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“Under our constitution anyone can follow any religion they want. If people feel threatened then they should complain to the police and the police must take action or they can go to Court,” he said.His comments came in the wake of the recent attack on the Fashion Bug store at Pepiliyana and hate campaigns targeting other Muslim establishments.The Bodu Bala Sena denied any involvement in the Pepiliyana incident but the monks had openly spoken against the clothes store at a public rally recently. Minister Hakeem has also contacted all the Muslim parliamentarians including Senior Minister M. H. M. Fowzie (who is currently out of the country) and Ministers Rishard Bathiutheen and A. L. M. Athaullah for the meeting in this regard.An SLMC statement on Friday said that the Minister had expressed his displeasure and had condemned the attack on a private business site. He believes that this was seemingly carried out as a sequel to the ongoing attacks on the religious places and hate campaigns against Muslims and other religious minority communities in the country.Minister Hakeem also said he was dismayed at the ineffective response of the law and order machinery in containing the spread of such violence and unrest that fuels insecurity and peace of all minority communities in Sri Lanka. Minister of National Language and Social Integration Vasudeva Nanayakara is to submit a Cabinet paper seeking a crackdown on extremist groups, including the Bodu Bala Sena, Ravana Balaya and Sinhala Ravaya.The Minister told The Sunday Leader that the Cabinet paper is being drafted and will be submitted in two weeks time. He also accused the police of failing to take action against such groups despite them openly advocating hatred.Nanayakkara also said that he had written to President Mahinda Rajapaksa regarding the hate campaigns targeting Muslims in the country. The latest incident led to Sri Lanka Muslim Congress (SLMC) leader and Minister of Justice, Rauff Hakeem requesting President Mahinda Rajapaksa to convene a cabinet meeting to discuss the rising religious unrest and civil disturbance in the country. He said that the Cabinet paper will seek to bring in new laws to crack down on such groups in the wake of the recent religious tensions in the country. Nanayakkara accused the Bodu Bala Sena, Ravana Balaya and Sinhala Ravaya of spreading hatred and disharmony among religions and other communities.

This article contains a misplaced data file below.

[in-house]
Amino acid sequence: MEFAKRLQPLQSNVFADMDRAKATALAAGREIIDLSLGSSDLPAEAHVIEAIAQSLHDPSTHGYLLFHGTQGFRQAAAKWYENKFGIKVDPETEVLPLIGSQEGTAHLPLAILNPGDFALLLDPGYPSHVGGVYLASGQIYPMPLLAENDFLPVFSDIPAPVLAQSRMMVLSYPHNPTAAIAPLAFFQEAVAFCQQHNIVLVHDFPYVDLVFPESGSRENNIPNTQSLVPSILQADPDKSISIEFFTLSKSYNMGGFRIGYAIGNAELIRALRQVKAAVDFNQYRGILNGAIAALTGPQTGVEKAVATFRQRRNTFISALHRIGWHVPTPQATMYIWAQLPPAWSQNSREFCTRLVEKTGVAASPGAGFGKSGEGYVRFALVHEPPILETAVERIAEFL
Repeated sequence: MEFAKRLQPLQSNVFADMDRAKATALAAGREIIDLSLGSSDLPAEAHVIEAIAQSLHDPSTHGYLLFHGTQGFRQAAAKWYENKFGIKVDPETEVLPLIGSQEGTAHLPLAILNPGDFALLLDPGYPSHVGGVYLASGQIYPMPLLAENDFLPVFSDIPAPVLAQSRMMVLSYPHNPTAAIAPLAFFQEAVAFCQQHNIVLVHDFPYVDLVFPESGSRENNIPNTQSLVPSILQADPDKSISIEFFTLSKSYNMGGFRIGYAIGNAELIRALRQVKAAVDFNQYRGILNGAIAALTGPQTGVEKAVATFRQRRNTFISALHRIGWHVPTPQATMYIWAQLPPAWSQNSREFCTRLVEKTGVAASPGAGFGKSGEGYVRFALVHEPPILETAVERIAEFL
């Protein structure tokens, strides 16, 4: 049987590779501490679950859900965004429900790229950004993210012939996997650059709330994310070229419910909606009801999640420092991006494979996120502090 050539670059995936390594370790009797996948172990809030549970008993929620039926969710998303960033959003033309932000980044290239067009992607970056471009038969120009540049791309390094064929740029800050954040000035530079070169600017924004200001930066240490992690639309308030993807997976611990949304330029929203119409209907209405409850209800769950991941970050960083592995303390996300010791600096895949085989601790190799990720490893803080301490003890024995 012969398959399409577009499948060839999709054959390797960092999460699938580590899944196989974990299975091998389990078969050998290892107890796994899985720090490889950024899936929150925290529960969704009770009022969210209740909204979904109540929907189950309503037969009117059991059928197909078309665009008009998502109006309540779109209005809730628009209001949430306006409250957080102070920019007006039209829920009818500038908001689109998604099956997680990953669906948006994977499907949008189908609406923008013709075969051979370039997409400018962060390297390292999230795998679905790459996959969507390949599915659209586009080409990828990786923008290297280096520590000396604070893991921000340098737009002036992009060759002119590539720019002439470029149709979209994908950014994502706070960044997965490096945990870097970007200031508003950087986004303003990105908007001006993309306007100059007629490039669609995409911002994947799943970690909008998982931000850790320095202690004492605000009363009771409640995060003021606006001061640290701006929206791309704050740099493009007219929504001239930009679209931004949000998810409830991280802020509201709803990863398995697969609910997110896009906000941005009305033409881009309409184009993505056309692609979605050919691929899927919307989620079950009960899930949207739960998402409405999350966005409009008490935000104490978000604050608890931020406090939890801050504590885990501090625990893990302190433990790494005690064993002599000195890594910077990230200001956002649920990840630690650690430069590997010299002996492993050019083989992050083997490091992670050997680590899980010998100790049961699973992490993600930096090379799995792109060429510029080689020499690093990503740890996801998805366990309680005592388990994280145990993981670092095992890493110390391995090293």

by The Canadian Press Posted Jul 5, 2017 11:58 am MDT Last Updated Jul 5, 2017 at 1:20 pm MDT AddThis Sharing ButtonsShare to TwitterTwitterShare to FacebookFacebookShare to RedditRedditShare to 電子郵件Email CALGARY – Alberta’s energy regulator has asked the Supreme Court of Canada to review a ruling that could allow energy companies to walk away from cleaning up abandoned oil wells and affect industrial sites across the country.In documents filed Tuesday, the regulator formally applied to the top court for leave to appeal the so-called Redwater decision.In May 2016, an Alberta Queen’s Bench judge ruled in favour of the bankruptcy trustee of Redwater Energy Corp. The court ruled the sale of assets from bankrupt energy companies should go first to creditors, not to cleaning up the mess from the company’s operations.“The decision’s resulted in unacceptable risks to Albertans and it presents an environmental risk across Canada to all industrial sectors,” said Ryan Bartlett, spokesman for the Alberta Energy Regulator.The Redwater Energy Corp trustee and its lender, ATB Financial, wanted to sell off the company’s remaining producing wells to pay creditors. They argued a bankruptcy trustee is free to pick and choose from among the company’s assets and disclaim unproductive oil and gas wells.Disclaimed wells would be abandoned and left to the Orphan Well Association, an industry-funded and government-backed group, to clean up.The regulator argued money from the sale of the productive wells must be used to cover cleanup expenses for the unproductive wells.But in a 2-1 decision released in April, Alberta’s Appeal Court backed the original judge, saying federal bankruptcy law takes precedence over provincial environmental rules.Bartlett said that position creates an incentive for producers to offload the costs of cleaning up old, declining wells — especially since the drop in oil prices over the last couple years has increased the number of bankruptcies in the oilpatch.“Disclaiming unprofitable sites allows companies to reap the benefits of natural resources while avoiding the costs to repair the land,” he said. “It can permanently impair the environment, the economy and safety of Albertans.”Legal experts have also pointed out the case exposes a conflict between federal and provincial law.“The practical effect of this decision is that the (regulator’s) authority to enforce abandonment orders at the cost of the licensee is unenforceable at precisely the time when the (regulator) most needs to be able to exercise that power — i.e. when the licensee is insolvent,” Nigel Bankes, chairman of resource law at the University of Calgary, wrote in an Alberta law blog.“The entire provincial scheme for protecting Albertans from the abandonment costs in relation to non-productive wells is seriously compromised.”The case is being watched across Canada. Both British Columbia and Saskatchewan have backed the regulator’s request for an appeal. The Farmers’ Advocate Office and Dene Tha’ First Nation also support it.The regulator said that since the Redwater decision came down, about 1,000 sites have been disclaimed with estimated liabilities of more than $56 million. The Orphan Well Association’s inventory has more than doubled from almost 1,200 to more than 3,200.In May, the growing backlog of abandoned wells prompted the Alberta government to loan the association $235 million to hasten their clean-up.— By Bob Weber in Edmonton. Follow him on Twitter at @row1960. Alberta energy regulator turns to Supreme Court on well abandonment ruling